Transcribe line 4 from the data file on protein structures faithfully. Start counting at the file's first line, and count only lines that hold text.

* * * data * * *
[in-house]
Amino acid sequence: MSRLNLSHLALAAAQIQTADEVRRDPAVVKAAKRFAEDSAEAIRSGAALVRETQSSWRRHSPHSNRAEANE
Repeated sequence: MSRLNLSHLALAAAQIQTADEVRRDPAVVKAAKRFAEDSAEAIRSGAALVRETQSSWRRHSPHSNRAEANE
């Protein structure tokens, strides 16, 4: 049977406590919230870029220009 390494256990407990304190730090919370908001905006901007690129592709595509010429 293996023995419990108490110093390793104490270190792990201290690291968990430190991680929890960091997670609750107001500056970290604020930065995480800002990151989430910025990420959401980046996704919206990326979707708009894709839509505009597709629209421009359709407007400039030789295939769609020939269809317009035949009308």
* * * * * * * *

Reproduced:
């Protein structure tokens, strides 16, 4: 049977406590919230870029220009 390494256990407990304190730090919370908001905006901007690129592709595509010429 293996023995419990108490110093390793104490270190792990201290690291968990430190991680929890960091997670609750107001500056970290604020930065995480800002990151989430910025990420959401980046996704919206990326979707708009894709839509505009597709629209421009359709407007400039030789295939769609020939269809317009035949009308």